Colonial Cartography and the Making of Palestine, Lebanon, and Syria

Authored by: Asher Kaufman

The Routledge Handbook of the History of the Middle East Mandates

Print publication date:  June  2015
Online publication date:  June  2015

Print ISBN: 9781138800588
eBook ISBN: 9781315713120
Adobe ISBN: 9781317497066

10.4324/9781315713120.ch14

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Abstract

The conventional narrative of the transformation of the Middle East after the First World War from Ottoman control to the new political order of separate Arab states focuses on British and French colonial schemes to divide the region in accordance with their own interests. The Sykes-Picot Agreement, the Hussein-McMahon correspondence, and the Balfour Declaration have become the hallmarks of the colonial intrigues that eventually led to the creation of the separate political entities of Syria, Lebanon, Palestine, Jordan, and Iraq. David Fromkin succinctly encapsulated the gist of this narrative:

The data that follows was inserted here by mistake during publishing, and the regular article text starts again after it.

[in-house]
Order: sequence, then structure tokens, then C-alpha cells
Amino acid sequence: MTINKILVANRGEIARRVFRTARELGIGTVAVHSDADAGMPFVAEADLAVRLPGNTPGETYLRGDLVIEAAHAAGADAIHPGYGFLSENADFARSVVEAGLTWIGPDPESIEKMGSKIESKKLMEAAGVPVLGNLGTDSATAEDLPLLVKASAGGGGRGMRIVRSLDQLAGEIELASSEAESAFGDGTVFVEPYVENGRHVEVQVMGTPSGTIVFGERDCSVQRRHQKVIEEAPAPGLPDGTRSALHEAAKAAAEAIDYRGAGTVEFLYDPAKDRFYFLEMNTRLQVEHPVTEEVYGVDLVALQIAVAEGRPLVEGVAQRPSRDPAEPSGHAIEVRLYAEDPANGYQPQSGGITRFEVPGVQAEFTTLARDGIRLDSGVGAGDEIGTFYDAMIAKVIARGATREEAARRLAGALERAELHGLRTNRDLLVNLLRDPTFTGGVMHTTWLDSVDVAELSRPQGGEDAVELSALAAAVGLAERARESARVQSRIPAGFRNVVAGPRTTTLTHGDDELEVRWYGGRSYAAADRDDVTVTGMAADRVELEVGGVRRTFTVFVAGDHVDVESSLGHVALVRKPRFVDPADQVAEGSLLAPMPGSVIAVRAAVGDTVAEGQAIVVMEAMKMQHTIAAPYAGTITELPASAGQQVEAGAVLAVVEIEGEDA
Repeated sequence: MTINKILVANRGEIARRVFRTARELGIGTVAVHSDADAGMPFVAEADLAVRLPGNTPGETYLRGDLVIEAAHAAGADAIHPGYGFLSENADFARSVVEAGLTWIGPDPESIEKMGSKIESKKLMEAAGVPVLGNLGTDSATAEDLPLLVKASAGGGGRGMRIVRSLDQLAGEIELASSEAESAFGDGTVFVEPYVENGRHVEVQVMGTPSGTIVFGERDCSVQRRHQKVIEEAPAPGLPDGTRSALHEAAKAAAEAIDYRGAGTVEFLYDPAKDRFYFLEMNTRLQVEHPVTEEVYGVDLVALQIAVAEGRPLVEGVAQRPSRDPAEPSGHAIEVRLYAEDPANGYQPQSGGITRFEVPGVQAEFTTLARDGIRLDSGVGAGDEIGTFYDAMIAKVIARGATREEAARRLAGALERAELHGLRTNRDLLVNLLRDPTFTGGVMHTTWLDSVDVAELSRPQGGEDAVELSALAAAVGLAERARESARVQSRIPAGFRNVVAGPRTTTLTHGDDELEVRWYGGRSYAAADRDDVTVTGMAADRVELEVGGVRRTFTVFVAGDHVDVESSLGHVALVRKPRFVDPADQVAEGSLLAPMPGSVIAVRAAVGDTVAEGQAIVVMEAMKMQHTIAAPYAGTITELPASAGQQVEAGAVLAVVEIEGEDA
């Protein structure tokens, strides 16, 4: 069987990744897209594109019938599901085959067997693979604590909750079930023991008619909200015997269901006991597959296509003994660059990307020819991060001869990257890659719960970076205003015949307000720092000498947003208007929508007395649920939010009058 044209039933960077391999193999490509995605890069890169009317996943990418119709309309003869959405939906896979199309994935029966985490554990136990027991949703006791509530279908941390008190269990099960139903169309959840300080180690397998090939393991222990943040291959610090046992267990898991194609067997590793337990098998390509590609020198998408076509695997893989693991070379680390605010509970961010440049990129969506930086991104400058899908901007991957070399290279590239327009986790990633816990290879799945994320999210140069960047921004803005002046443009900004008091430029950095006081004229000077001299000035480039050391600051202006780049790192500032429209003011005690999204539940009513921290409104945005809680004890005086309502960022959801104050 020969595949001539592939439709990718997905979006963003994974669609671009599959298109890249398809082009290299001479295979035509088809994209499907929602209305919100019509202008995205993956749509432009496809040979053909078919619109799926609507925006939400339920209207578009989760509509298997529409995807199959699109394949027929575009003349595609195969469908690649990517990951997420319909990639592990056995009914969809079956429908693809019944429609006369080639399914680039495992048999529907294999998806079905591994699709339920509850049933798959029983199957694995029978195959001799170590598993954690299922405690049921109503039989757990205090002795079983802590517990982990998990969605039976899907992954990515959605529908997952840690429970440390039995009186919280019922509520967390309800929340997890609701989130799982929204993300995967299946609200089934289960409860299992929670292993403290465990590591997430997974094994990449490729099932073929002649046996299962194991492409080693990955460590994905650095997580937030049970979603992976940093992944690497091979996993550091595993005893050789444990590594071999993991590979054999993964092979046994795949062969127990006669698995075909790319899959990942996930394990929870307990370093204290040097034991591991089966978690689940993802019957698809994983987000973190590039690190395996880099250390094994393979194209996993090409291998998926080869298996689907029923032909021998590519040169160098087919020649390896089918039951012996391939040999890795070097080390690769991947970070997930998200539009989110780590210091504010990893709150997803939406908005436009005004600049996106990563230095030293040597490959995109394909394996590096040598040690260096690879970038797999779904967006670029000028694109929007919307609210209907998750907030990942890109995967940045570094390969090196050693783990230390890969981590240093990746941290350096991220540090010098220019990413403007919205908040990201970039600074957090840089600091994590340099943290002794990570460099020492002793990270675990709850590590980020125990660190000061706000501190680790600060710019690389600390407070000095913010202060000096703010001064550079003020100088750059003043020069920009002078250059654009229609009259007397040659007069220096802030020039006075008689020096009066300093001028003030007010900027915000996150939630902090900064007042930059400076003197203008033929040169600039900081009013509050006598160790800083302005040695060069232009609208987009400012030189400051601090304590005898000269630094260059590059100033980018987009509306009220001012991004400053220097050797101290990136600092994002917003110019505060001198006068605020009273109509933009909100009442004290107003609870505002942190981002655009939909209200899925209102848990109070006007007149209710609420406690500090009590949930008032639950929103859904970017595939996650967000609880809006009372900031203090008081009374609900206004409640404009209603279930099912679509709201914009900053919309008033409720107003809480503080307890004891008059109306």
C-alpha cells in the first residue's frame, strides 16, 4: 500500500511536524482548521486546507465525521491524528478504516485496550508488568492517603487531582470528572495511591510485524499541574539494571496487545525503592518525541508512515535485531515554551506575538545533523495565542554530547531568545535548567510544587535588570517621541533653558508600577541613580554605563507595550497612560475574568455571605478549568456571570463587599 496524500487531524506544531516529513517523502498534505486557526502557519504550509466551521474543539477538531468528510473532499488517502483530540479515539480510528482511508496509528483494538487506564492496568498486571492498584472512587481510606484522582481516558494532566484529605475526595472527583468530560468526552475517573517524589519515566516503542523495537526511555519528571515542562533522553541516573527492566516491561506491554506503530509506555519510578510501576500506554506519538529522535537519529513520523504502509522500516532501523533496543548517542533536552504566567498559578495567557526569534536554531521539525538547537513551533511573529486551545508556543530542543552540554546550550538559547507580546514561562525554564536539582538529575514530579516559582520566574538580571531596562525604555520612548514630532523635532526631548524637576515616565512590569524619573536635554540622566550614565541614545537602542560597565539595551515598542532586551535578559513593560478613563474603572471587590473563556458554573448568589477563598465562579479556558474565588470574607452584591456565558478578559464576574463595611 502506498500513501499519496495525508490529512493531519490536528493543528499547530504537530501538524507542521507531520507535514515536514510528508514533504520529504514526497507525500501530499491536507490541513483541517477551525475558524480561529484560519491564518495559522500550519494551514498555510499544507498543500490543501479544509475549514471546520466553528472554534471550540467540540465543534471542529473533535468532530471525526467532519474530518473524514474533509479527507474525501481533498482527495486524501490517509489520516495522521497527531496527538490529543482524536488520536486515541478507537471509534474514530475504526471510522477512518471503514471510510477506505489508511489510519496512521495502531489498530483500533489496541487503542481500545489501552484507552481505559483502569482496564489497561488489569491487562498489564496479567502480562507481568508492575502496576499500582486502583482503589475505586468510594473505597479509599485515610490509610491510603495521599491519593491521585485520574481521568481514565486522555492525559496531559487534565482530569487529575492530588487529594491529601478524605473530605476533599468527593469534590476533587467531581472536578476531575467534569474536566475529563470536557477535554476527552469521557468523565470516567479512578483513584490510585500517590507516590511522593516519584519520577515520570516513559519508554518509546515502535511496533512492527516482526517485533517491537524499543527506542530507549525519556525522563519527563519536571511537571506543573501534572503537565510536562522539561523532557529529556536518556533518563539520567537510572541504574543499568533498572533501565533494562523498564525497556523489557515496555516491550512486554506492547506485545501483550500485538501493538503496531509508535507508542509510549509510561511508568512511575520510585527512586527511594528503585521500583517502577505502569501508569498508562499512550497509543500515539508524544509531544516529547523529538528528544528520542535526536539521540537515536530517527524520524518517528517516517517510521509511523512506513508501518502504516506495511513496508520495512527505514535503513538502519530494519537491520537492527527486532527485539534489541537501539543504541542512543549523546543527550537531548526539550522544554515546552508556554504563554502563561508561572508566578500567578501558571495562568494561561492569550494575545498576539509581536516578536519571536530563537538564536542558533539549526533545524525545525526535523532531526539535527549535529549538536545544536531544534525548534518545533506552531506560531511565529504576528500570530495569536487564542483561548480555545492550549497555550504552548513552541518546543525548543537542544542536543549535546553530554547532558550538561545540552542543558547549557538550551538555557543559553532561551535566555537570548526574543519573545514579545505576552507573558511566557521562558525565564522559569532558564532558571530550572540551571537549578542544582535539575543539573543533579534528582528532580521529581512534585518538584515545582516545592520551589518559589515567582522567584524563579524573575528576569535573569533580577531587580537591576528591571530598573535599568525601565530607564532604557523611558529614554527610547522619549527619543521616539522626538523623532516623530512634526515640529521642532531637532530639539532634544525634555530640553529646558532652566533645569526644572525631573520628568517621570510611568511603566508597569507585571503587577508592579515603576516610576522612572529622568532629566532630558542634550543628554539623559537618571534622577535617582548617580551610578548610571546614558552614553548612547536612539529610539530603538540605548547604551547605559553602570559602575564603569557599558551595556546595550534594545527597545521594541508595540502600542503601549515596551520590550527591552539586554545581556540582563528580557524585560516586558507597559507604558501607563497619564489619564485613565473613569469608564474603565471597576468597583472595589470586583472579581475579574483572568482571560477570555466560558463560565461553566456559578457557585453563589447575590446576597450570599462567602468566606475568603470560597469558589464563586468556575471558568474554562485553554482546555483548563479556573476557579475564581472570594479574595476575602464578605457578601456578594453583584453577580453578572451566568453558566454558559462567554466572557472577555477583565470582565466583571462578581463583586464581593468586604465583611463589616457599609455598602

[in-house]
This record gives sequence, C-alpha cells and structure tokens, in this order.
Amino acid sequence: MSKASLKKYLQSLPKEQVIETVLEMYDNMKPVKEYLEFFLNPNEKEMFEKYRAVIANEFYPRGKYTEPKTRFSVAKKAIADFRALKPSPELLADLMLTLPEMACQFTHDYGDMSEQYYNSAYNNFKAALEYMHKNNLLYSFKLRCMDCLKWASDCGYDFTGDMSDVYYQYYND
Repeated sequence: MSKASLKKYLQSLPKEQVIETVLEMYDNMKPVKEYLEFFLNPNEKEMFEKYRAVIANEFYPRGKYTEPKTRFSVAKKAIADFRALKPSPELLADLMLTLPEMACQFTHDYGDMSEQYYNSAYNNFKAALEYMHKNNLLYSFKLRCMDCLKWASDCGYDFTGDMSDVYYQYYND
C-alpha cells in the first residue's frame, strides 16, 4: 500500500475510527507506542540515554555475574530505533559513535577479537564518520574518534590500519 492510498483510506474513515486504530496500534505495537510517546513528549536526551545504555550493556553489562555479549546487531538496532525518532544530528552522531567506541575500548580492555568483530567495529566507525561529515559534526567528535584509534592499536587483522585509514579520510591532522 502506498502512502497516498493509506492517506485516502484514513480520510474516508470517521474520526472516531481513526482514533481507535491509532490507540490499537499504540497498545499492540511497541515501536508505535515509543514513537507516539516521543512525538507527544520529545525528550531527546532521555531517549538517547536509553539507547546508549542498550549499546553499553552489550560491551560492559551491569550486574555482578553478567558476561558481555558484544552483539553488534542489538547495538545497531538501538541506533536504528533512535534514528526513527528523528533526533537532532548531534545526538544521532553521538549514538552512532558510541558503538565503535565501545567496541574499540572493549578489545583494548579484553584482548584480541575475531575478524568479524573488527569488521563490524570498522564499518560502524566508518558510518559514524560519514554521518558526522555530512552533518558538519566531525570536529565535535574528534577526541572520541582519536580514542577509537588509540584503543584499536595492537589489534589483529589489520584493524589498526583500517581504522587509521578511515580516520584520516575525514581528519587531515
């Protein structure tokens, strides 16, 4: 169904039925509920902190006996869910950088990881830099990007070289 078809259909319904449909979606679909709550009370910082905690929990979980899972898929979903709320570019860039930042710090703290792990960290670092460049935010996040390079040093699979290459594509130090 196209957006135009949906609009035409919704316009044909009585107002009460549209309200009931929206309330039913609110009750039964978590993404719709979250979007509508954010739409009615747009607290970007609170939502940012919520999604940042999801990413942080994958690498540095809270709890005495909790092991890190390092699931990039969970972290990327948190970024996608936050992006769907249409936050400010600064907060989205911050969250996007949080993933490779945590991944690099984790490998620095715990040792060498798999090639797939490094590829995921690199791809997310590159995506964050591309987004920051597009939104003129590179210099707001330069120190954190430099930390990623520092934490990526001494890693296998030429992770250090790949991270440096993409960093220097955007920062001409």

Middle Eastern countries and frontiers were fabricated in Europe. Iraq and what we now call Jordan, for example, were British inventions, lines drawn on an empty map by British politicians after the First World War; while the boundaries of Saudi Arabia, Kuwait, and Iraq were established by a British civil servant in 1922, and the frontiers between Moslems and Christians were drawn by France in Syria-Lebanon and by Russia on the borders of Armenia and Soviet Azerbaijan.1

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